Anna Ivanova

Anna Ivanova

Assistant Professor


MIT Computer Science & Artificial Intelligence Lab Postdoctoral Associate

MIT Brain & Cognitive Sciences PhD


I am interested in the relationship between language, intelligence, and human thought.
My approach to this topic is three-pronged:

1. Neuroimaging. How do the neural circuits responsible for language processing interact with other neural systems? Is there dedicated neural machinery for conceptual processing, both verbal and non-verbal?

2. Computational. How good are large language models at mimicking human cognition? Can we use neuroscience tools to better interpretthese models' behavior? Do models that are more humanlike in their structure also exhibit better performance?

3. Behavioral. How variable is people's experience of their inner thoughts? Does inner speech help (some) people think better? Can we link quantitative metrics of people's subjective experience with performance on external tasks?

Open positions:

I am accepting PhD students and a postdoc to start in the Fall of 2024. Trainees can choose to focus on one or several of the research areas described above.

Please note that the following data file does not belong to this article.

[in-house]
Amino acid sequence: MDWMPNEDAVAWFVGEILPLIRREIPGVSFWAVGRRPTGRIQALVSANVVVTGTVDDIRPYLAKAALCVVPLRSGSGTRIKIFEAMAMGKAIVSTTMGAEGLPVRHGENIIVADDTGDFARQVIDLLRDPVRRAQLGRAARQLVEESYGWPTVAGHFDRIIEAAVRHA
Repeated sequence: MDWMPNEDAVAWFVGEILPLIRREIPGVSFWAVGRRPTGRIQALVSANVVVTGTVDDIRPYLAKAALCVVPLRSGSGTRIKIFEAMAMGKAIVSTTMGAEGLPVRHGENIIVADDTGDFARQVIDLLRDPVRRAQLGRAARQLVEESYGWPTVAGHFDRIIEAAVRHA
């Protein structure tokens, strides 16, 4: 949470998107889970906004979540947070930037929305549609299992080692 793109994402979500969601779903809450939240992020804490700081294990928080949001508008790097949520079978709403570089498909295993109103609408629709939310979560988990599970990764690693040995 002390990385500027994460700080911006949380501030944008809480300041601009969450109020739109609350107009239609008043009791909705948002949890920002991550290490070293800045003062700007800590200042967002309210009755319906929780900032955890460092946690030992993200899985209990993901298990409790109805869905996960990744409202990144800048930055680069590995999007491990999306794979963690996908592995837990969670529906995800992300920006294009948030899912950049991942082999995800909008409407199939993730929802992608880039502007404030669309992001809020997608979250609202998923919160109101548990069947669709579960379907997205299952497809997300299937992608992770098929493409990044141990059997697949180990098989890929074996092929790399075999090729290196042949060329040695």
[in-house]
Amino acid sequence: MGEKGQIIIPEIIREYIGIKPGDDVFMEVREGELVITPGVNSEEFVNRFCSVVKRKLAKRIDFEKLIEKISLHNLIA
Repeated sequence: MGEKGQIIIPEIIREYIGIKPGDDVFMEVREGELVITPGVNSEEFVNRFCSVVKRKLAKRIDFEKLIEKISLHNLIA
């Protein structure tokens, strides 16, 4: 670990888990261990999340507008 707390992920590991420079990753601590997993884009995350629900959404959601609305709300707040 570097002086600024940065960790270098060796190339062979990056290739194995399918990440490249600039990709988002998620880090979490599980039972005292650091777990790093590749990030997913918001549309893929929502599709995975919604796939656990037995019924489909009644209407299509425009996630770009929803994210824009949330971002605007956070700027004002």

I am also accepting applications for a lab manager, to start in the Summer of 2024.

Selected Publications

Mahowald*, K., lvanova*, A. A., Blank, I. A., Kanwisher, N., Tenenbaum, J.B., & Fedorenko, E. (2023). Dissociating language and thought in large language models: a cognitive perspective. arXiv preprint arXiv:2301.06627.

lvanova, A. A., Schrimpf, M., Anzellotti, S., Zaslavsky, N., Fedorenko, E., & lsik, L. (2022). Beyond linear regression: Mapping models in cognitive neuroscience should align with research goals. Neurons, Behavior, Data Analysis, and Theory.

lvanova, A. A., Mineroff, Z., Zimmerer, V., Kanwisher, N., Varley, R., & Fedorenko, E. (2021). The language network is recruited but not required for nonverbal event semantics. Neurobiology of Language, 2(2), 176-201. lvanova, A. A., Srikant, S., Sueoka, Y., Kean, H. H., Dhamala, R., O'Reilly, U. M., Bers, M.U. & Fedorenko, E. (2020). Comprehension of computer code relies primarily on domain-general executive brain regions. eLife, 9, e58906.


For a full list of publications, see Google Scholar

Contact Information

JS Coon, Room 127
Lab Url